April 22, 2024
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Attitudes of the Rabbis Toward the Study of Jewish History

Part 4

The post Spanish expulsion era saw a renewed interest, among Jews, in the history of the gentile nations (e.g. Seder Eliyahu Zuta; Dibrei Hayamim Lemalkay Tzarfat U-beit Ottoman; Tzemach David; Ha-India Hachadasha; Sefer Cortez; Sefer Yuchasin; Shaleshelet Hakabala et al). Yerushalmi calls this phenomenon “an incipient recognition that Jewish destinies are affected by the interplay of relations between the certain of the great powers.”

As mentioned in previous installments, in most of the works there seems to be an unease with the fact that it is dealing with a topic that on the one hand could be considered a frivolity, and on the other a matter of great significance. As Yerushalmi put it, “It is as though the [rabbinic] historian is saying in the same breath, “Dear reader, although both of us know that what I am writing is unimportant, nevertheless it is important”

I am overall inclined to agree with the sentiment, but I think that while Yerushalmi succeeds in formulating his view on the difference between history and memory, he fails to convey in a thorough and precise manner the apparent tension between the rabbinic imperative of studying Torah day and night, as reflected in the Talmudic passage in Tractate Brachot 8A, “From the day the Temple was destroyed, the Holy One, Blessed be He, has nothing in this world but the four cubits of Jewish Law”—and the rabbis’ recognition that Jewish (and in many cases non-Jewish) history is very important.

Not a few rabbis throughout Jewish history felt strongly that studying Jewish history and establishing the correct text and proper chronology is part of Torah. Dr. Joanna Weinberg, in her essay on the previously mentioned controversial 16th-century Italian Rabbi Azariah De Rossi, “The Beautiful Soul: Azariah De Rossi’s Search for Truth,” writes, “His exploration into Jewish ancient history have no practical bearing on the life of the Jew, and are actually of supreme irrelevance. He [De Rossi] writes: “The fact is that from the very outset, I can imagine you dear reader saying to yourself that this investigation is a type of halacha suitable for Messianic times or of an even lesser significance. For what relevance does it hold for us? After all, what happened happened thousands of years ago or seven times again. But you could answer your own objection once you take into consideration the following points: First, the truth itself, which is the quest of thousands of sages, in investigations more obscure than this one, is in fact like a seal of the true God, the characteristic of the beautiful soul and the good to which all aspire.”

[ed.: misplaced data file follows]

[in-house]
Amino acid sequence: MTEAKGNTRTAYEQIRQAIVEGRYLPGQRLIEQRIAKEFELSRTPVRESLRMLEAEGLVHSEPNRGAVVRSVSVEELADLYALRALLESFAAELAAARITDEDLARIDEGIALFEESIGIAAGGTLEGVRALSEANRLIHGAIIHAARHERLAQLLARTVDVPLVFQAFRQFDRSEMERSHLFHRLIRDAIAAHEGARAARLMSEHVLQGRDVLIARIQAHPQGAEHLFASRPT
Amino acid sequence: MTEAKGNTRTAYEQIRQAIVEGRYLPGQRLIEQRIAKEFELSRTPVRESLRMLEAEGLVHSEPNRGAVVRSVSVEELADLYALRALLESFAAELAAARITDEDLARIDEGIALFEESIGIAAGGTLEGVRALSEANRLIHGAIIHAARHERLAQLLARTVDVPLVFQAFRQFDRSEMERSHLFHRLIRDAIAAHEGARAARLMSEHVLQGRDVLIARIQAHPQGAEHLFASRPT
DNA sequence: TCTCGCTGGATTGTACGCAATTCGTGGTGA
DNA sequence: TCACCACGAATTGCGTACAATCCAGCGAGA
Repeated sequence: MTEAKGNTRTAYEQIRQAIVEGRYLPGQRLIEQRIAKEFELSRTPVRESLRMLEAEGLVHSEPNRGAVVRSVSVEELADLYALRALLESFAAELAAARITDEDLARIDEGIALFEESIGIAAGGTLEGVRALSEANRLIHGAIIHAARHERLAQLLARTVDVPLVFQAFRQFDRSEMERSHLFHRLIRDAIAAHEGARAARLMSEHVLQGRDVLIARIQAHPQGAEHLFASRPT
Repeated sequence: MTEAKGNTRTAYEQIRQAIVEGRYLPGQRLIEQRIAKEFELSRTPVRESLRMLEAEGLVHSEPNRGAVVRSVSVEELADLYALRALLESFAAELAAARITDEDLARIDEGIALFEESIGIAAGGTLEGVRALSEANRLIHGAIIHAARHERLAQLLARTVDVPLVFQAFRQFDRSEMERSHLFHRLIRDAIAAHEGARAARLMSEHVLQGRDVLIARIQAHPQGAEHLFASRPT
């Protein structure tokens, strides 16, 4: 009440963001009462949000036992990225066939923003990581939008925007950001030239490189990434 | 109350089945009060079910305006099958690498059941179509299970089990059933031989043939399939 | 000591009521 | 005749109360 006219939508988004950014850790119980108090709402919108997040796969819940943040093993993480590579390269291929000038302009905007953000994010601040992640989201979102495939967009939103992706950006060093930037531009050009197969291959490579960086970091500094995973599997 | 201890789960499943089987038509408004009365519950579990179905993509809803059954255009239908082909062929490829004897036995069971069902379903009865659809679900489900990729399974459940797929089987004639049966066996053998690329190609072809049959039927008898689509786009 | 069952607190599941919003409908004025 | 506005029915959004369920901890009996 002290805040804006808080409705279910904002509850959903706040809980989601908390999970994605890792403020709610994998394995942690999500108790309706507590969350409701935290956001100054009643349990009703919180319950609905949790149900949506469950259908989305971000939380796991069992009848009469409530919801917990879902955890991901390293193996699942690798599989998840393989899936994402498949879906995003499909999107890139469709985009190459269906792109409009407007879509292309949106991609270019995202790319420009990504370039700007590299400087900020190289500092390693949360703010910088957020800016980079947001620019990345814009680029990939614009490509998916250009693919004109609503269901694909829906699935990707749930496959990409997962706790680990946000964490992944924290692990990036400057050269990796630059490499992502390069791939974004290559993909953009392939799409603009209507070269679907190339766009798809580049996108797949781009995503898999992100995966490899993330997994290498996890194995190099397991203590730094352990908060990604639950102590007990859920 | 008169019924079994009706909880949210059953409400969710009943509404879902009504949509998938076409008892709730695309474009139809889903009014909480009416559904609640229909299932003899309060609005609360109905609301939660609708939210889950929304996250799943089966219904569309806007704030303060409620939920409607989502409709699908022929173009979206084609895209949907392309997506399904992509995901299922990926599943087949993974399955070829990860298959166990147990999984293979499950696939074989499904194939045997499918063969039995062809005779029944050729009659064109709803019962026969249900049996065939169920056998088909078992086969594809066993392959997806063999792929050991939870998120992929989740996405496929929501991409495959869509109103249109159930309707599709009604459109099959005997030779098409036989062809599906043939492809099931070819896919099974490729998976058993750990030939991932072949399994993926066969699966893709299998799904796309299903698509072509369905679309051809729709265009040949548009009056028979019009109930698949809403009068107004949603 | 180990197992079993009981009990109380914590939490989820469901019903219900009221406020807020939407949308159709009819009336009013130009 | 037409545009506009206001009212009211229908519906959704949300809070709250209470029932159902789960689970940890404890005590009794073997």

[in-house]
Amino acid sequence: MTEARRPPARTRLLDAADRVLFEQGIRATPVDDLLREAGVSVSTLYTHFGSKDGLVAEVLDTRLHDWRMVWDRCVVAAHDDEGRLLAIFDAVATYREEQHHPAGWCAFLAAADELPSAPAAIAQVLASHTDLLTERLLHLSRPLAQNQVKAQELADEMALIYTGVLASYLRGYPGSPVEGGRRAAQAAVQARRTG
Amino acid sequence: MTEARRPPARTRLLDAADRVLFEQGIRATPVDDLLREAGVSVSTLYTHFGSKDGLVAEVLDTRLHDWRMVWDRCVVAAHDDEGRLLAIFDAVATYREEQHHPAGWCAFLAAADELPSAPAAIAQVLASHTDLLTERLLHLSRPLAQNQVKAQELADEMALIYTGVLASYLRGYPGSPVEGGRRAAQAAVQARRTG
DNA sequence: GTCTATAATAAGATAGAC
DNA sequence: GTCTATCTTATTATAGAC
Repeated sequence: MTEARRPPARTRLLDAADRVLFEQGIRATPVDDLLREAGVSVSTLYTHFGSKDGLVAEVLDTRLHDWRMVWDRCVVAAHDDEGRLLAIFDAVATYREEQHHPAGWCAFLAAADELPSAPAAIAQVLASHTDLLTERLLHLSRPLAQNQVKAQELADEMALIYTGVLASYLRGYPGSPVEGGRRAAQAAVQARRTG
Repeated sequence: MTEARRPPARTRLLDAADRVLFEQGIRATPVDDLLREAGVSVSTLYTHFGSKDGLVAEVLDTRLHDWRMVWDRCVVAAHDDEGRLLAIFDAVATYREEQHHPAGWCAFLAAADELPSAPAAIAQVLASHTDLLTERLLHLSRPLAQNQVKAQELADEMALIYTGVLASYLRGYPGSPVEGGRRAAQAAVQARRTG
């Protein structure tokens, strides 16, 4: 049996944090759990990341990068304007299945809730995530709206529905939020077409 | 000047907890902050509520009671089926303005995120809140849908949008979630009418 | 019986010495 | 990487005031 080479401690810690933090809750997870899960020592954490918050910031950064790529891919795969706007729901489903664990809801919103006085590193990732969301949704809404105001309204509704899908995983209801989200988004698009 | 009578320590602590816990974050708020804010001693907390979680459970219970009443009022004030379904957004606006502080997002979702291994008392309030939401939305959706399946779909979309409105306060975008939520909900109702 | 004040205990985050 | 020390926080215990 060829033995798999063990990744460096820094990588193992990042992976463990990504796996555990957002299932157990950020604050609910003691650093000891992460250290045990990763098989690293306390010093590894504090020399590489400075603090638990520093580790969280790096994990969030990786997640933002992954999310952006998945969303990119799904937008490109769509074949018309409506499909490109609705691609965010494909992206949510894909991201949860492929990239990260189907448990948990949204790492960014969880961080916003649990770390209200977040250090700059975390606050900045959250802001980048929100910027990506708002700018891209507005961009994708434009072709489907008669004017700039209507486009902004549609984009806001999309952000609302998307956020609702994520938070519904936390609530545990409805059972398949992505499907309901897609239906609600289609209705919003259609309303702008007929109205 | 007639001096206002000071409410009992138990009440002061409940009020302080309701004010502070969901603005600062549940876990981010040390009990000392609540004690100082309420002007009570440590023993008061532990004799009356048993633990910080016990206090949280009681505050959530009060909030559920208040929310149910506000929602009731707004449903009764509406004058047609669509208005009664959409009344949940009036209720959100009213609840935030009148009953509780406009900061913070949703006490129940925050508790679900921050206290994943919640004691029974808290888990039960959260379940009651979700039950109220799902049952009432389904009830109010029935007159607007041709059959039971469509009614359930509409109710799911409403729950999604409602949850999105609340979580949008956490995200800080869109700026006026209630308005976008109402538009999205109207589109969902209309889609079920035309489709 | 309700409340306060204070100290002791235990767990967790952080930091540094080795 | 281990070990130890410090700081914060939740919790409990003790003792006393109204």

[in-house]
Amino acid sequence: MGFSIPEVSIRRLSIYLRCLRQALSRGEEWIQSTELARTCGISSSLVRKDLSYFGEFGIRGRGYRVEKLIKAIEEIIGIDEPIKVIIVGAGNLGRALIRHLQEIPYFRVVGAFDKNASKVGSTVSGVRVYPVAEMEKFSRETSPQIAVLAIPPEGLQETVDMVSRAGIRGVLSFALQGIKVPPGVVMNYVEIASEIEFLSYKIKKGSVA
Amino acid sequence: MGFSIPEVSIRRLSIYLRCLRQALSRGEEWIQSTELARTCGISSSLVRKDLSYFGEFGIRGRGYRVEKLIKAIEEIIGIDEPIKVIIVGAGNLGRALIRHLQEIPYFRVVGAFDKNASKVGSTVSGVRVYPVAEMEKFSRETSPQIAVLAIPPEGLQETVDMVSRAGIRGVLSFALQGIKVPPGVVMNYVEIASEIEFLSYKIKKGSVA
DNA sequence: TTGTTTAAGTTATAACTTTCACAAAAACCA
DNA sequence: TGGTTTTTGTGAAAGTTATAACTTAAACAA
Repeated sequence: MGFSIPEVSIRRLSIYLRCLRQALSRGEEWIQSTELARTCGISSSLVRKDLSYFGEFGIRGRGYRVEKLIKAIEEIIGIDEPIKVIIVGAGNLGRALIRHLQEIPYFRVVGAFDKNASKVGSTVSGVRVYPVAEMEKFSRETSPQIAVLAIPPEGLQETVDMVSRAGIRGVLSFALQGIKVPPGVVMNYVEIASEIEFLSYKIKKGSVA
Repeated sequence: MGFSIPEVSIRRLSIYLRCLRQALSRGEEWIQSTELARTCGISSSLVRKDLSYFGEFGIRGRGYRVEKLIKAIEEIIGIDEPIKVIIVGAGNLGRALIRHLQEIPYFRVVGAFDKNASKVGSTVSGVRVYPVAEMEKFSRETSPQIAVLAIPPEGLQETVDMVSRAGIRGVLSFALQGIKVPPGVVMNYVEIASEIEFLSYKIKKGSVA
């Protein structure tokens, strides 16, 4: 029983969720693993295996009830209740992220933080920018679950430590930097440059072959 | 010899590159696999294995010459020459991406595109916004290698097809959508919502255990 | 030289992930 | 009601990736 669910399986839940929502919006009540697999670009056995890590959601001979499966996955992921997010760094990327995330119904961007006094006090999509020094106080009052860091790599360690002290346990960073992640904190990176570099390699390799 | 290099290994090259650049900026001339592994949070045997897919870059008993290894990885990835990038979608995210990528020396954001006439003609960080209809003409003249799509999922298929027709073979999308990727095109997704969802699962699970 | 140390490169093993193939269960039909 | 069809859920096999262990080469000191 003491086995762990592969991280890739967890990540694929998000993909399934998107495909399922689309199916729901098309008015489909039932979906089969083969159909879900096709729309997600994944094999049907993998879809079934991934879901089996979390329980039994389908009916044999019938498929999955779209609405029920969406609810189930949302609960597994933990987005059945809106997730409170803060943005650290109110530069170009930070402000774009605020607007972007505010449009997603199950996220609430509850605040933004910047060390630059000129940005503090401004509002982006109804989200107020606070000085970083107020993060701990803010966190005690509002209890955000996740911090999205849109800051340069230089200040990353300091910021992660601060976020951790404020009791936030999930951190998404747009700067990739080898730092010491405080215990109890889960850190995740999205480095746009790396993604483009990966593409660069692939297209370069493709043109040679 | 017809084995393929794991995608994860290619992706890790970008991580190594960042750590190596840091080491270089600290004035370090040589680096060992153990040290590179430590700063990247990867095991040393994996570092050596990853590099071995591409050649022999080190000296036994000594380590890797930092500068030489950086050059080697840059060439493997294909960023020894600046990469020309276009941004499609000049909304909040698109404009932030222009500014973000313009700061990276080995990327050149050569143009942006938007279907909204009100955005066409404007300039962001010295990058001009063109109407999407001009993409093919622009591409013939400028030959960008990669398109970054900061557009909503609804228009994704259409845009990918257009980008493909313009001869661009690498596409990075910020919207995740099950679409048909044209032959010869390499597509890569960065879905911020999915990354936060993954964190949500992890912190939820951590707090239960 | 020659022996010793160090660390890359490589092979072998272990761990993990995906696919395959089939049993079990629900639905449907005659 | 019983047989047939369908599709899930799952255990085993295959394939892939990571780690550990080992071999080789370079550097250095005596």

Two other advantages are then described: “The interpretation of Scripture, for which reward is always forthcoming דרוש וקבל שכר (literally, study and collect your reward) and the eradication of current Messianic speculation about the imminent year 1575—if the true date cannot be known because all computations are to a certain extent arbitrary; all calculation of the end of days can only be speculative. But these two justifications of his scholarship are subordinated to one overriding goal: the truth.”

Some historians from that era attempted to reach perhaps a compromise to the potential problem of “bitul Torah,” for instance, the aforementioned Tam ibn Yahya seems to try to appeal to the unlearned when he writes in his introduction to his edition of Yossifon that “especially the merchants who are immersed in temporal success and who have not turned to Torah in their leisure time will delight in reading this.” Similarly, 17th-century Rabbi Joseph Delmedigo (Yashar) of Crete, in a letter to his Lithuanian Karaite friend, Zerach ben Menachem of Trakai, writes, “To distract yourself in an hour of depression, you have available to you Yosifon; Tzemach David; Sefer HaKabbalah; Sefer Yuchasin, Shevet Yehuda…”


An extremely rare 16th-century edition of Samuel Usque “Consolation for the Tribulations of Israel.”

Photo and description from the Kestenbaum Judaica House:

Born in Portugal of a Marrano family, the author (c. 1500 – c. 1565) was a man of great culture, thoroughly versed in both Jewish and secular literature. Written in limpid Portuguese prose, the Consolacam was dedicated to the great patroness of Jewish art and culture, Dona Gracia Nasi. Its avowed purpose was to persuade Marrano refugees from Spain and Portugal, and perhaps also Marranos still present in those two countries, to return wholeheartedly to Judaism. To this end, the author, in a sweeping review of Jewish history, based upon traditional Jewish apologetics, demonstrated that the Jews, despite their centuries of hardship and persecution, had not been abandoned by God; they were rather, he declared, standing on the threshold of a golden messianic age.” EJ, XVI cols. 21-2.

…Written in the aftermath of one of the greatest upheavals in Jewish history, Usque’s historic and philosophic narrative attempts to explain the Divine reasoning behind the expulsions from Spain and Portugal, the sufferings of the Marranos during the Inquisition and the immense challenges that faced the Sephardim who did indeed leave the Iberian peninsula…

By Joel S Davidi Weisberger


Joel S. Davidi Weisberger is the founder of the Jewish History Channel and an independent researcher. His forthcoming books deal with the history and historiography of the Medieval Karaite movement and the story of the Sephardic Diaspora in Central and Eastern Europe. He resides in Fair Lawn, New Jersey, with his wife Michal and would love to hear from you at [email protected].

 

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